This argument is tenable, especially considering the incorporation of other Celtic themes into the Grail legend, such as King Arthur. But the Celtic cauldrons are far from unique in their use of sacred vessels with rejuvenative powers. Such vessels can be found in Greece, e.g. the Cornucopia, the horn of the goat that nursed Zeus that gives endless food, in India as the sacred Yoni, in Egypt, in Russia, in almost all cultures. To Hermitics and Alchemists, the cup is symbolic of the element of Water, and specifically, of the pure, receptive female principle. Emma Jung, steeped in he father's Depth Psychology, insists that the universality of this symbol derives from the collective unconscious, but there is a simpler answer. A cup, in shape and function, resembles the vagina. It is a receptacle for the man's seed. It is woman, the source of new life. Thus, the cup, the vessel, the grail, has become a symbol of fertility, of the renewal of life.

But there is something unique to the Grail legend that separates it from a pagan fertility myth and makes it specifically Christian: it is the cup that held the blood of Christ. It is not, perhaps, symbolic of the feminine principle in general, but of one woman in particular, the Magdalene, she that bore the children of Jesus. Thus, the Holy Grail becomes a symbol of the descendants of Jesus. The authors of Holy Blood, Holy Grail go so far as to suggest that the very words San Graal, Holy Grail, may be a corruption of Sang Raal or Sang Ral, royal blood. This is unlikely, for the first description of the Grail, in Chrtien, describes it as a common noun, "une graal." It is possible that later authors may have become aware of this pun and thus propagated the use of the compound Sangraal.


According to Henry and Rene Kahane, there is a direct antecedent to Chrtien's Grail story. By Chrtien's own account, the Grail story was first presented to him by the Count of Flanders, who asked Chrtien to write a poetic version. It is possible that the story presented to him was taken from The Isis Book, part of Apuleius's Metamorphoses. It is the story of the initiation of a young man into a mystery school. The Isis Book contains numerous parallels to Chrtien's Grail story, including a feeble king, a procession containing a spear and a cup that rejuvenates the old king. These analogs are so striking it is difficult to believe that Chrtien was not in some part if not directly influenced by The Isis Book. If, like The Isis Book, the Grail legend is the story of an initiation into a mystery school, it begins to take on a whole new life, and several points become clearer. Perceval, the young knight, has been "called" by the Grail to be initiated into its ranks. The Fisher King clearly represents Christ, the "fisher of men."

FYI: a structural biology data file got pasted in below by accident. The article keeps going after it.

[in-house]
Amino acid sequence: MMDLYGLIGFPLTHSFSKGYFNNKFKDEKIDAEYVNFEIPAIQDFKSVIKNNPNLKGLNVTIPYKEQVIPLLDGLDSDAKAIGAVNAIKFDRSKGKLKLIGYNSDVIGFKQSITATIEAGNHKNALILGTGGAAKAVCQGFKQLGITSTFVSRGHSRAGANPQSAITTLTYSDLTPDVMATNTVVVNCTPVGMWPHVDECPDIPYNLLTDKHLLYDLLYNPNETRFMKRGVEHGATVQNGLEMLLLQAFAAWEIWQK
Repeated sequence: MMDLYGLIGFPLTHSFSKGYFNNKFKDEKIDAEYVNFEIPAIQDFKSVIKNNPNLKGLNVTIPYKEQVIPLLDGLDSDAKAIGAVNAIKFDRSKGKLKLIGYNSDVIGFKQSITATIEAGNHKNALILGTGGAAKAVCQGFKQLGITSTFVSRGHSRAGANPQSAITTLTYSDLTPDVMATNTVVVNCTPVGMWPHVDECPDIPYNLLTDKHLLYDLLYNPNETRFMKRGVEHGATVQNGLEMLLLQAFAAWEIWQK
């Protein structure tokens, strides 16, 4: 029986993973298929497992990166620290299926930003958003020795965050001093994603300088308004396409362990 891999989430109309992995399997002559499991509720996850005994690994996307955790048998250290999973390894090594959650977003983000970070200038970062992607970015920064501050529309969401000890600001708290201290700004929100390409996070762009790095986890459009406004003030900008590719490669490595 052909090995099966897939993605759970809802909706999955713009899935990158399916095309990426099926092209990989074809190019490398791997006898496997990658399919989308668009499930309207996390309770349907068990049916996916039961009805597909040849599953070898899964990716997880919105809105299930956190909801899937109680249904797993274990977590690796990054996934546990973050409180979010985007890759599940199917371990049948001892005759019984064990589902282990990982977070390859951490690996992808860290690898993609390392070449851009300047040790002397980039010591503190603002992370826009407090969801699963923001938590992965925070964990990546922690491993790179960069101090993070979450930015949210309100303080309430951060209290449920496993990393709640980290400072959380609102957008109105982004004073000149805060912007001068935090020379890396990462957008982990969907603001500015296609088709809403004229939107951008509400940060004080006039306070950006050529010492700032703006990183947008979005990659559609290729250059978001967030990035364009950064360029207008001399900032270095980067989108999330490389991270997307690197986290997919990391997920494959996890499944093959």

More proof of this is in his lameness, for Jesus is by some portrayed as lame. He is wounded by man's straying from his true teachings, and from the authority of his bloodline. The desolate kingdom is the suffering mankind, no longer walking with Christ. The Grail, the Vessel of the Blood of Christ, is his dynasty, the embodiment of the secret teaching that has been forgotten by the established church. Thus, by asking who one serves in serving the Grail, one learns the true teachings. The Grail Knights are the initiates, those privy to the secret teaching, who through this knowledge, will redeem the world and return them to the true Christ.

If this allegory holds any verity, if the Grail story serves like the Secret Gospel of Mark, as an initiation into some society that carries, at least believes itself to carry, the true message of Jesus, then a most important question arises who were the initiates? Who comprised this mystery school?


The most resounding possibility, especially in light of Wolfram's Parzival, is the Order of Poor Knights of Christ and the Temple of Solomon, better known as the Knights Templar. The Knights Templar were a chivalric order founded in 1111 or 1112 by Hughes de Payen, a nobleman and vassal of the count of Champagne, and eight others. For the first nine years of the order's existence, these nine comprised the whole of the Knights Templar, but the Temple soon grew in size, influence, and power. Within a century, the Templars owned land all over Europe and the Holy Land, and had gained such wealth that they engaged in large-scale banking, building the foundation of the modern banking system.

In 1307, seeing the Templars as a threat to his authority, King Philippe IV of France had all Templars in France arrested on a most interesting array of charges, including blasphemy, ritualized desecration of the cross and infanticide and the worship of an idol called Baphomet in the form of a disembodied head. Through torture and coercion the authorities obtained many confessions, and, eventually, many Templars, including their Grand-Master, Jacques de Molay, were executed. Many other nations followed suit, and the Pope dissolved the order. Though remnants survived in Spain and Scotland, this was effectively the end of the Knights Templar.